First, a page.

One of my favorite styles of gifts (especially when I had much more modest capital than now) was the gift of beloved common items to delightful excess. This meant that it might a pretty jar filled with Atomic Fireballs or shoebox filled with Reese’s Peanut Butter Miniatures. The sheer volume in itself is a luxury, something most normal people don’t do for themselves, but they’re happy to relish it from a loved one.
Part of a newer trend from the candy companies is to pre-package this for you. You can buy something that looks like a Giant Tootsie Pop that holds a bunch of lollipops, or a giant box of Wonka Nerds. A few have gone so far as to create actual giant versions of their candies - Hershey’s has been making a 5 Pound Hershey Bar for quite a long time. A few years ago they also created the World’s Largest Reese’s Peanut Butter Cups (each in the twin pack is a half a pound) and the 1 Pound Snickers Slice n Share has returned again this year.
The newest addition to this is the Giant York Peppermint Patties.
The package holds two half pound patties, so it’s one full pound of York Peppermint Pattie goodness. Unlike the normal Peppermint Patties on the market right now, which come as a single 1.4 ounce pattie or in the individually wrapped miniatures, these are not meant to be eaten as a single serving or portion of a serving. Each pattie is deemed to be 6 portions.
A regular pattie is about 2.65 inches across. The half pound patties are about 5.25 inches across. The ingredients are identical.
The trick with supersizing a filled confection is ratios. The 5 Pound Hershey Milk Chocolate bar is not substantially different from a 1.55 ounce one, since it’s a solid object. For a Reese’s Peanut Butter Cup it might mean a different in the milk chocolate and peanut butter filling. For the Snickers Slice n Share, I found it difficult to get all the textures and flavors in a single bite because of the masses of each. In this case, the texture is dominated by the peppermint fondant.
The first thing I noticed was the color and texture of the fondant. It’s a bit more moist than the 1.4 ounce pattie. It’s smooth and has less of a crumbly break than the small ones. It’s pretty easy to slice, though a little stickier. The chocolate layer is thicker (and nicely rippled on the top) and provides a good, slightly bitter counterpoint to the sugary center. It’s lightly minty, as expected, a clean flavor. Overall, it still captures the essence of the York Peppermint Pattie without violating the ratios too radically. It’s difficult to eat, as you might expect. I sliced off pieces (but not actual slices) and ate them. The pieces from the center obviously got less chocolate than the edges.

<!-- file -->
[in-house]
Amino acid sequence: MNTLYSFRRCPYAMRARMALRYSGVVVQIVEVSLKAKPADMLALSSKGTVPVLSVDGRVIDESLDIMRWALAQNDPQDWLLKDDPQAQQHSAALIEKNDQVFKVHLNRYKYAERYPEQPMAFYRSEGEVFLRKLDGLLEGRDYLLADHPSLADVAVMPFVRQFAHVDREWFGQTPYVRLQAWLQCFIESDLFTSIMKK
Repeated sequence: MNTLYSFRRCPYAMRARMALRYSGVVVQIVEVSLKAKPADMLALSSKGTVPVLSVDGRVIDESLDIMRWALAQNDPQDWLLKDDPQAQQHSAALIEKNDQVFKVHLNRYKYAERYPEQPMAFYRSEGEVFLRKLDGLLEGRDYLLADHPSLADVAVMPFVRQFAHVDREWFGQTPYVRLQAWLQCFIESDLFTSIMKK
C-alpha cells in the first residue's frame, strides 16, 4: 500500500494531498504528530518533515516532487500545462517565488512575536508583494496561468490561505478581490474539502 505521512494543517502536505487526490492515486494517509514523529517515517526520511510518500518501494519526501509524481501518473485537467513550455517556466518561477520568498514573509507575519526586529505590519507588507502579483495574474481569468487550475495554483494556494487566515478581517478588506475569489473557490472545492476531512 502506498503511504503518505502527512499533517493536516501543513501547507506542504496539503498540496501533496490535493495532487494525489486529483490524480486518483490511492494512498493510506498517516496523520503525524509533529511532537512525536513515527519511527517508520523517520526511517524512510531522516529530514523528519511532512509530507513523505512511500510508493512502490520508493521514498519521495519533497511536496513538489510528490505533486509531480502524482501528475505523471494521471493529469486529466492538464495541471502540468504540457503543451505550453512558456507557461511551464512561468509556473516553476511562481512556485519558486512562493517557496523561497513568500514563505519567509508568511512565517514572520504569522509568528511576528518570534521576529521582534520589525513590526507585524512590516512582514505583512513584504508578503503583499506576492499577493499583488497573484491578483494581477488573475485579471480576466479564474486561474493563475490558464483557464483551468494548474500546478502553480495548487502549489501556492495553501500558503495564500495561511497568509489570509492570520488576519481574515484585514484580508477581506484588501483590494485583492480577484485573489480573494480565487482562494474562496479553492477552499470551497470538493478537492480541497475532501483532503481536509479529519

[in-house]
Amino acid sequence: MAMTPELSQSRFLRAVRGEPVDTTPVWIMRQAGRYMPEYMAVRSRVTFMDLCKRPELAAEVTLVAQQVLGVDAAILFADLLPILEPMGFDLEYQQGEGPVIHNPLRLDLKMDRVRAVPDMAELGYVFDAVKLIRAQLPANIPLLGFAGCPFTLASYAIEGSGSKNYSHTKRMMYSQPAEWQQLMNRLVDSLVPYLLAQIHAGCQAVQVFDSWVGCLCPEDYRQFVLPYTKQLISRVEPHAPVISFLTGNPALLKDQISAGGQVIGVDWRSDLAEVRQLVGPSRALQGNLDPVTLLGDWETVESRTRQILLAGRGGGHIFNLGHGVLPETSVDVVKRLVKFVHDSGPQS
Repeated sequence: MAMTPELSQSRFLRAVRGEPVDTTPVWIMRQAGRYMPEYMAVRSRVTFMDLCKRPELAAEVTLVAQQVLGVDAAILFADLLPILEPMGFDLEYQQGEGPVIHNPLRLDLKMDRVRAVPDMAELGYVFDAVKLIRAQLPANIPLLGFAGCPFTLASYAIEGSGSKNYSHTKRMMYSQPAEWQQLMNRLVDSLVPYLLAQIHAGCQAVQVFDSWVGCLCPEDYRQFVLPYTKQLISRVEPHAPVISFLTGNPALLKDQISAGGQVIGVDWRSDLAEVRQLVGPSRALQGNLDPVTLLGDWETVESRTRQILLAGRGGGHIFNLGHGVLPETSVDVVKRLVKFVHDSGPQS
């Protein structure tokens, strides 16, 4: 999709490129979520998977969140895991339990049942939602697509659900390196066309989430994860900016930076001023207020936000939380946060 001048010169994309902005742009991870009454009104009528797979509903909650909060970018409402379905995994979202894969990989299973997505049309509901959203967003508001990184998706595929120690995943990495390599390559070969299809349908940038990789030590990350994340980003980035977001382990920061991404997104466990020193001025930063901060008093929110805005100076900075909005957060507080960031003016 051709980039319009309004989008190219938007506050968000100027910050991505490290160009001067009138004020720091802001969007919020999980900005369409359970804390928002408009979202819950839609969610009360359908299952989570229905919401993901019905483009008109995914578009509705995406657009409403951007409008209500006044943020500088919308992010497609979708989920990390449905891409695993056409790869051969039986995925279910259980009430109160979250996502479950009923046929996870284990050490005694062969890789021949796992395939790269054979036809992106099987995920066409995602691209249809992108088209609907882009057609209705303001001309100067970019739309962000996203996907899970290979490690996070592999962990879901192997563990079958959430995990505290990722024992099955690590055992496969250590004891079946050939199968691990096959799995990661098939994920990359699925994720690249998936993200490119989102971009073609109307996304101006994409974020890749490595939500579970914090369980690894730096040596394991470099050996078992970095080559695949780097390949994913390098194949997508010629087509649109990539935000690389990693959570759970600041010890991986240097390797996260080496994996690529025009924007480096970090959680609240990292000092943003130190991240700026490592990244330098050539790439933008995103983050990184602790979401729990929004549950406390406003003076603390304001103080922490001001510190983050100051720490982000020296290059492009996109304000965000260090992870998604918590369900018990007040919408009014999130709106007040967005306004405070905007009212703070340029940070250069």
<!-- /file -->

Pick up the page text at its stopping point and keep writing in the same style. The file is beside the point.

An interesting difference with the Giant Patties is that they’re made in the United States. The other sizes of York Peppermint Patties are now made in Mexico. Still, the Mexican-made Patties are almost always a better deal. Even on sale at Target for $8.00, that’s eight dollars a pound. Most of the time you can get the miniatures in lay down bags for about five dollars a pound or less if you find a good sale. As a gift it’s a great idea, especially for a Secret Santa or for a child to give to a hard-to-buy-for-but-not-diabetic grandparent. The chocolate is not certified ethically sourced at this time. (Though if Hershey’s were going to roll out brands, it would be easy to make York Rainforest Alliance Certified since it contains so little chocolate. As a side note, the Bliss line will be Rainforest Alliance Certified by the end of the year.)
I bought this at Target, the only place I’ve seen them for sale. They’re not even mentioned on the Target website or even the Hershey’s website.
York Peppermint Patties contain dairy, soy and eggs. May also contain peanuts and tree nuts. There is no statement about gluten on the wrapper.
Meticulously photographed and documented reviews of candy from around the world. And the occasional other sweet adventures. Open your mouth, expand your mind.